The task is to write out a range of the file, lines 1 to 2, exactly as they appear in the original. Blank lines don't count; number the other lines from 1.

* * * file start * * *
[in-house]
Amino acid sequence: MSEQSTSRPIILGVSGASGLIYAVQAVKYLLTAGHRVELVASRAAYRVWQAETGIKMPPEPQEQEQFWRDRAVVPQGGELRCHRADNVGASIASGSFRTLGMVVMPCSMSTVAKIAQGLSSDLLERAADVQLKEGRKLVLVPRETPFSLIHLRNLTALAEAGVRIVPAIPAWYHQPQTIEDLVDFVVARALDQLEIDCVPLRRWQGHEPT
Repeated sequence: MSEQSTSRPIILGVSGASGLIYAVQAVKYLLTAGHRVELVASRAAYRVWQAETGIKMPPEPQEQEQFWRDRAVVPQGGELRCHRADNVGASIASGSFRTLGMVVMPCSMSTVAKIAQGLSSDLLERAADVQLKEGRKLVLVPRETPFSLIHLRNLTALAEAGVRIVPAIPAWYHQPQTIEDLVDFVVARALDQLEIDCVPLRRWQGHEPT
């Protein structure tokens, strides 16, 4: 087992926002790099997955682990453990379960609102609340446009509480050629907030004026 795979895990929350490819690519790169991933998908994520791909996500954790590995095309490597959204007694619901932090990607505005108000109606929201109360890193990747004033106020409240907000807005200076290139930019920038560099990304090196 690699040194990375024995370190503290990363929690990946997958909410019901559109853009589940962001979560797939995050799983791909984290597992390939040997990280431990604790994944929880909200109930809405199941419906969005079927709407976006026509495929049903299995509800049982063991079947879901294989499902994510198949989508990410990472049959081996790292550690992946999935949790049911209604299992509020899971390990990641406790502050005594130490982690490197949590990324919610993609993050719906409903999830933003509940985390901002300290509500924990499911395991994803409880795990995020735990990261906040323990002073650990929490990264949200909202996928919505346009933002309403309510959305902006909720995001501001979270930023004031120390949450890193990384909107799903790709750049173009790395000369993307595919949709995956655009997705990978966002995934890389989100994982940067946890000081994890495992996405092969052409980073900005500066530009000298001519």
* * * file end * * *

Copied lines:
[in-house]
Amino acid sequence: MSEQSTSRPIILGVSGASGLIYAVQAVKYLLTAGHRVELVASRAAYRVWQAETGIKMPPEPQEQEQFWRDRAVVPQGGELRCHRADNVGASIASGSFRTLGMVVMPCSMSTVAKIAQGLSSDLLERAADVQLKEGRKLVLVPRETPFSLIHLRNLTALAEAGVRIVPAIPAWYHQPQTIEDLVDFVVARALDQLEIDCVPLRRWQGHEPT